Gregory Raymond Keiner was an ambitious personal injury attorney from Maryland.
But, his ambition caught up with him. He is now disbarred after engaging less-than-ethical behavior.
Keiner was an associate at the Law Offices of Evan K. Thalenberg, where he earned a high $268,700 salary, reports the ABA Journal. However, it seemed that Keiner wanted to set up his own personal injury shop. And, he wanted to do it with clients from his current office.
Keiner, whose practice was focused on lead paint cases, allegedly started altering documents in an effort to make it seem like certain clients didn't have much of a case.
Keiner doctored documents for blood test results that indicated that certain clients did not test positive for lead when they really did. He also put in letters of termination to make the files seem "closed" to other associates at the firm, the ABA Journal.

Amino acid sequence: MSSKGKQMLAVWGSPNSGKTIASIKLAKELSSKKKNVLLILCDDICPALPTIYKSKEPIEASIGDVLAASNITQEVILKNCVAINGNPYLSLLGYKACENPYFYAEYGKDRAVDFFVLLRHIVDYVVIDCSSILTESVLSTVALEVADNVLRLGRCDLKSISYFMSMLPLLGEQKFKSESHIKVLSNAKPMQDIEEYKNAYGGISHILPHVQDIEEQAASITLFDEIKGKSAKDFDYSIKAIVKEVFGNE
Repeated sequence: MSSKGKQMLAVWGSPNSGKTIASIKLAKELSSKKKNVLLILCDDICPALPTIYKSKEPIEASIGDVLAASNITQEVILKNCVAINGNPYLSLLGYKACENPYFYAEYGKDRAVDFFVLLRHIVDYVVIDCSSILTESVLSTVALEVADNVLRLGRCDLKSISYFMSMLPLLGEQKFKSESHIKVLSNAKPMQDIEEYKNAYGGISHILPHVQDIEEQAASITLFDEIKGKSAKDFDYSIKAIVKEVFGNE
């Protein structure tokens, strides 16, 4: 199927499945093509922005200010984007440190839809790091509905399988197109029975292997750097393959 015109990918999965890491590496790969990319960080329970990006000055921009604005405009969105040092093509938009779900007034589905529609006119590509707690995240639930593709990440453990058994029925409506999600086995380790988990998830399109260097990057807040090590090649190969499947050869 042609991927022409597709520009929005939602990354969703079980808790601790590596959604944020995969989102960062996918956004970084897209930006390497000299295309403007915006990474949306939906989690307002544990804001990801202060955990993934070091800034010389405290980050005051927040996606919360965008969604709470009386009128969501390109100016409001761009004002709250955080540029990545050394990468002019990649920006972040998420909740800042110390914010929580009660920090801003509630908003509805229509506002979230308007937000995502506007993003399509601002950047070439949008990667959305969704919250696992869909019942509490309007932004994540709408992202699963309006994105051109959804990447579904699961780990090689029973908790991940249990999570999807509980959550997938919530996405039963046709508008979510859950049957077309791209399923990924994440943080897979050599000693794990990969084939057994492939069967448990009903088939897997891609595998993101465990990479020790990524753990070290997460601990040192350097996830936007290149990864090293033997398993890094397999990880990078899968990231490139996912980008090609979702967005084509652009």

All of this was done so that he could file complaints for these clients when he set up his own law office, reports the ABA Journal.
But in doing so, Keiner violated the law and the rules of professional conduct, the court ruled.
A Maryland appeals court, in a 4-3 decision, voted to disbar the young attorney.
How can law firms avoid these types of situations? It might be difficult, especially when firms often have to give associates the appropriate discretion to work client files.
And, it's definitely possible that many associates are like Gregory Raymond Keiner: they're hoping to open up their own solo shop one day. But, if your "exit strategy" involves fraud, deceit, and poaching clients, you may just be disbarred.
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